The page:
Tonight is the last night of the second year of Beacon’s Hannukah celebration, honoring different sectors of the community each night. The celebration is held at the corner of a busy intersection, and this year the rabbi had an added activity – a trip to the White House.
Beacon Hebrew Alliance and BeaconArts teamed up to celebrate Illumin8tion: Lighting Up Our Community for Eight Nights of Hannukah at the Beacon bicycle menorah. The candles are bicycle wheels, strung with lights. Brent Spodek is Rabbi of Beacon Hebrew Alliance.
“Part of what makes Beacon and the whole mid-Hudson area, but Beacon in particular, part of what makes it so special is so many people being willing to give it a shot, say alright, let’s try this, let’s see what we can do. With what little bit we’ve got, let’s see what we can make happen,” says Spodek. “And so we, what we’ve done here is every night we honor different groups of people who illuminate the community, and we call it illumin8te, we spell it with the numeral 8 in the word illumin8te, for the eight nights of the holiday, to honor the different groups of people who light up our community, who are willing to say, let’s give it a shot. Who knows what’ll happen in our little situation, but let’s give it a shot.”
A different sector of the community is honored each night, from environmental stewards to artists and musicians to business owners. The third night honored public servants, including Mayor Randy Casale.
“I think it’s great. It brings the community together,” Casale says. “It brings… the Christmas tree and menorah down here, it just brings the whole community together.”
It has been an exceptionally busy Hannukah season for Spodek, who attended the White House Hannukah reception December 17.
“Why I was invited, I’m honestly not sure. I keep having the feeling that somewhere out there there’s another much more important Rabbi Brent Spodek who’s sitting there being like, ‘wait a minute, ‘why aren’t I there?’”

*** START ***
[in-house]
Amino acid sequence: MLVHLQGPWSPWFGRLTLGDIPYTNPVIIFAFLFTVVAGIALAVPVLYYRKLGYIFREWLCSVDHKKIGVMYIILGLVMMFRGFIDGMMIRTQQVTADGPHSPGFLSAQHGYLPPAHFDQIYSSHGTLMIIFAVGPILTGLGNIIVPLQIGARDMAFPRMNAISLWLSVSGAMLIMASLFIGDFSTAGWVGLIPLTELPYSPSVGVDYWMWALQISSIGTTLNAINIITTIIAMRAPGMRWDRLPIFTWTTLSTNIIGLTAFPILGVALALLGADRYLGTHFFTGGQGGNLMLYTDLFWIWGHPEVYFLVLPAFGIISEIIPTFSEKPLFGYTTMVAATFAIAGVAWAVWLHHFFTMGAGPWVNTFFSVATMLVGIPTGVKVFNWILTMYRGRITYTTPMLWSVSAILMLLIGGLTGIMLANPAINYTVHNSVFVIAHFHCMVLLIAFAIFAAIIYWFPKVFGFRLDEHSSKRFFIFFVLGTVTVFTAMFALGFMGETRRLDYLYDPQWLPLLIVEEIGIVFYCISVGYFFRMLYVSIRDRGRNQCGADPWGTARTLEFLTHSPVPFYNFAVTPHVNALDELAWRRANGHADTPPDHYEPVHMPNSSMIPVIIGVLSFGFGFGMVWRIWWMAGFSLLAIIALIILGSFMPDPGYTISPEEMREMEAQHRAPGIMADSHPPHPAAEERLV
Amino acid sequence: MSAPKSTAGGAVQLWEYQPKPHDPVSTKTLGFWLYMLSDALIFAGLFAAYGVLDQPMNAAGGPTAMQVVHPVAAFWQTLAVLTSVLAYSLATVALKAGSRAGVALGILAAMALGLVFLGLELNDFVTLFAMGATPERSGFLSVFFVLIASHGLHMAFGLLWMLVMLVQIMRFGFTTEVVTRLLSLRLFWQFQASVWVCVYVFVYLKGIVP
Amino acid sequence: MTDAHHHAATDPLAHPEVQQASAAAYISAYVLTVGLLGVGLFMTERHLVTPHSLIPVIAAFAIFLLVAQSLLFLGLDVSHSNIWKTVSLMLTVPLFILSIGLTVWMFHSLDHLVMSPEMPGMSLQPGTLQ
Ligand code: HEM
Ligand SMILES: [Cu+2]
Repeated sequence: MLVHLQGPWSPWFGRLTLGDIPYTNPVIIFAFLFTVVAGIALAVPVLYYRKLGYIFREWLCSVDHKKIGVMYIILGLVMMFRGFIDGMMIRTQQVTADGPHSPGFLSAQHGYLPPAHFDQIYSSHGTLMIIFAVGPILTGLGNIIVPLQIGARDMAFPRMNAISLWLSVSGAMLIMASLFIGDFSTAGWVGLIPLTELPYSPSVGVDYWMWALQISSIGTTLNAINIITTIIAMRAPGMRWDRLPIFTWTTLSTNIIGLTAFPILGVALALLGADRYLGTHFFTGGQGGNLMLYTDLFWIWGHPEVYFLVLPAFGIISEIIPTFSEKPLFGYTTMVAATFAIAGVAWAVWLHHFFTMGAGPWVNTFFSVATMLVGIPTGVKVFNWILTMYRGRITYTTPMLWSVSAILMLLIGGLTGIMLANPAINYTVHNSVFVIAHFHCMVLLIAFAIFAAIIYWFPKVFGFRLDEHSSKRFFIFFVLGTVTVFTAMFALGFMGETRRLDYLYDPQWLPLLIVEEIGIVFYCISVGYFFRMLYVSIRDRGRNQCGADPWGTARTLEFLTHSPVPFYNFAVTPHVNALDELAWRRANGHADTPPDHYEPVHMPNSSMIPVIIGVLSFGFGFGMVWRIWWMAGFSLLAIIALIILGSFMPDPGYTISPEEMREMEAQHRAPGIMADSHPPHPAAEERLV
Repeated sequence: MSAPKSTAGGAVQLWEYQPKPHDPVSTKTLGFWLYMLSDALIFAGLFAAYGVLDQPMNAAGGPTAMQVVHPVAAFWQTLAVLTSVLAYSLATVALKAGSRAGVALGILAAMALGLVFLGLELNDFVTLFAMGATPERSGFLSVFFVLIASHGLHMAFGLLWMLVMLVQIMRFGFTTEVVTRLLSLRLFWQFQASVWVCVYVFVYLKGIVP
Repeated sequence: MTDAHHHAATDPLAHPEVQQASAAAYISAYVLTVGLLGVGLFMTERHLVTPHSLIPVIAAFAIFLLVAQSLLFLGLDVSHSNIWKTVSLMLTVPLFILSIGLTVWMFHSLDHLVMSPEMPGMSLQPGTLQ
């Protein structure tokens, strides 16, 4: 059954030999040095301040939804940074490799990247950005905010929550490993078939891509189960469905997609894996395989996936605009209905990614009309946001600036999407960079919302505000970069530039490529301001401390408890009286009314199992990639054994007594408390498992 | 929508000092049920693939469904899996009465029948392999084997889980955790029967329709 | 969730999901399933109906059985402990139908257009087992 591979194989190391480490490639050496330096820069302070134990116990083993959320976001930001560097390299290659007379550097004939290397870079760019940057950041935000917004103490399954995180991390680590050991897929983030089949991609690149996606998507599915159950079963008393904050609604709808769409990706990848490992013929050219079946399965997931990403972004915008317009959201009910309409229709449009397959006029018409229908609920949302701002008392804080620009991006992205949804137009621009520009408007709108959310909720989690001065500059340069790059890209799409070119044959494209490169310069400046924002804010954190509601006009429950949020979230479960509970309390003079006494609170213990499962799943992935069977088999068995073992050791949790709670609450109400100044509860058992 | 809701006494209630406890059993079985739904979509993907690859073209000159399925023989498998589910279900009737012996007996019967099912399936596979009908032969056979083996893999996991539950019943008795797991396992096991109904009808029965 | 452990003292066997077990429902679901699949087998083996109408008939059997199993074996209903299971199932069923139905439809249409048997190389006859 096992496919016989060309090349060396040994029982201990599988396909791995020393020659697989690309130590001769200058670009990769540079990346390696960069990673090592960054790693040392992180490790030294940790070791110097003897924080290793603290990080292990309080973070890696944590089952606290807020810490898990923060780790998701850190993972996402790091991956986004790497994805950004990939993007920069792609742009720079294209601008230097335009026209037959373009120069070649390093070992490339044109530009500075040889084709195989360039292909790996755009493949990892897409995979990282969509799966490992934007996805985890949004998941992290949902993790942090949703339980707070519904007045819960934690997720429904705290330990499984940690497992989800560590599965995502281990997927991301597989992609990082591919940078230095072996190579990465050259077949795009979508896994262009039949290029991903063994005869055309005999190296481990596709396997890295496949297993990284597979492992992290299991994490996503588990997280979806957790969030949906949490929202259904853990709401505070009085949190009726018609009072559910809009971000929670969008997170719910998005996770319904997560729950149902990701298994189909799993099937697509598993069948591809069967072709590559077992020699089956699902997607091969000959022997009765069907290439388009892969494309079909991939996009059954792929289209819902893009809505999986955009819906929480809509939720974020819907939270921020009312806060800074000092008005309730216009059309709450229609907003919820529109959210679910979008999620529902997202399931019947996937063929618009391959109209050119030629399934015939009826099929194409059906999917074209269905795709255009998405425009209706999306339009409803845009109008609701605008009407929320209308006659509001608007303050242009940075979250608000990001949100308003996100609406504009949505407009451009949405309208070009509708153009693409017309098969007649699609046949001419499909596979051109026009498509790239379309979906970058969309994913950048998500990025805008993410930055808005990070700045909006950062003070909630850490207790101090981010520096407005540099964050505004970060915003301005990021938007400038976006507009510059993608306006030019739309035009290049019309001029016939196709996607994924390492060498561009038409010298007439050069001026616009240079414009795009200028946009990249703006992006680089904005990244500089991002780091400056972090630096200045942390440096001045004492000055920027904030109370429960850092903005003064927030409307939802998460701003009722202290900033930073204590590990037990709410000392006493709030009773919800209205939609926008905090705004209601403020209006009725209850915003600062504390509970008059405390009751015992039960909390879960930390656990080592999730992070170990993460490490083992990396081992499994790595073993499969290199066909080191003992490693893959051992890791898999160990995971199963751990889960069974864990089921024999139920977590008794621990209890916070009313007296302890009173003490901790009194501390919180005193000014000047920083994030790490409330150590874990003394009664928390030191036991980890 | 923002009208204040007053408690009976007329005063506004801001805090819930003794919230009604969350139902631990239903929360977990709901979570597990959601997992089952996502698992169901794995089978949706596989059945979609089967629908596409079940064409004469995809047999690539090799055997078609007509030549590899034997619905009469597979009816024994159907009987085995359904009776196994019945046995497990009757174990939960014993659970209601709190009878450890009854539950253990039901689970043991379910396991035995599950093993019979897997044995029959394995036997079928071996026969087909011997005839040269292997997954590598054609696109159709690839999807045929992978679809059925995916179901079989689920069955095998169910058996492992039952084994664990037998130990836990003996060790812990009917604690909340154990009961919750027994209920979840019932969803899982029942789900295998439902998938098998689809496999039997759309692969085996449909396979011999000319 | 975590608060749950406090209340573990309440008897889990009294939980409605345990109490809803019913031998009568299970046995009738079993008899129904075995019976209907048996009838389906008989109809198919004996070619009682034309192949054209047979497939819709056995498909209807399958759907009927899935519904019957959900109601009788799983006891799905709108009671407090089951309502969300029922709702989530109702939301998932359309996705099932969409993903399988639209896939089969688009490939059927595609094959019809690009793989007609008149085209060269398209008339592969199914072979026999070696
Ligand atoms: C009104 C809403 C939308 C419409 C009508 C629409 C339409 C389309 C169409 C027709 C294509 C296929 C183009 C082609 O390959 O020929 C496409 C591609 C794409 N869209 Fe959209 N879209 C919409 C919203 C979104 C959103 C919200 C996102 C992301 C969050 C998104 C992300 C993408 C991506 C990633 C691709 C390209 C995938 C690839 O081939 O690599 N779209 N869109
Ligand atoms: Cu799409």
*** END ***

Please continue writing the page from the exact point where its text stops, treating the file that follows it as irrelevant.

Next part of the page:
The humble Spodek says a colleague had a hand in the invitation, recognizing the revitalization of the Jewish community in Beacon.
“The night before Thanksgiving I got an e-mail that I thought was a very well-tailored hoax because it was from Hannukah@whitehouse.gov,” Spodek says. “And I thought, this has got to be, this has got to be where they, at the end of it, they ask me to send $1 million to a Nigerian bank account.”
Spodek tells of one of the night’s highlights. He says he met President Obama:
“…and shouted to Michelle Obama that, Mrs. Obama, the City of Beacon, New York, sends its love,” Spodek says. “And she patted her heart and blew me a kiss which to say made my day would be putting it mildly.”
It’s the second year for the bicycle menorah, which stands just feet from the bicycle Christmas tree, in its fourth year. Both are the idea and work of sculptor Ed Benavente, using recycled bicycle parts and other materials.
“A bicycle is a vehicle that’s powered by people. So I decided that it’s a natural metaphor for the town, which is powered by people, and people make it go, and with every turn of the wheel, every revolution, you’re in a new place,” Benavente says. “So you keep turning and turning and you’re going to get to where you’re going, and it always changes. And so it’s that infinite circle of life, so to speak.”
Meanwhile, Spodek brought a miniature replica of the Beacon bicycle menorah that Benavente crafted to the White House.
“And we wrote this letter to the president telling him about what the Beacon bicycle menorah is and why we care about it and what this town is about and a real spirit of cooperation inspired by Pete Seeger and carried on in a lot of different ways and signed it and put it in a box with a miniature bicycle menorah that God willing the president will receive and at least for a moment think of Beacon, New York,” Spodek says.
Tonight’s honorees are clergy members. Spodek says the final night of Hannukah is a fitting tribute to the late legendary folk singer and Beacon resident Pete Seeger, who had urged the faith leaders in the community to come together.
“Pete had this famous line when people accused him of being a Communist, he said that, ‘McCarthy thinks he’s a conservative because he wants to go back in time 20 years; I want to go back in time 100 years when people lived in small villages and knew their neighbors and cared for each other,’” says Spodek. “And for me at least, and I think for many of my fellow clergy in town, there’s a real sense of we want to help build a community where we know each other and care about each other and come and celebrate… I’m very excited that, and I think it will be a testament to Pete, that on the last night of Hannukah right before Christmas the group that we’ll be honoring is the clergy.”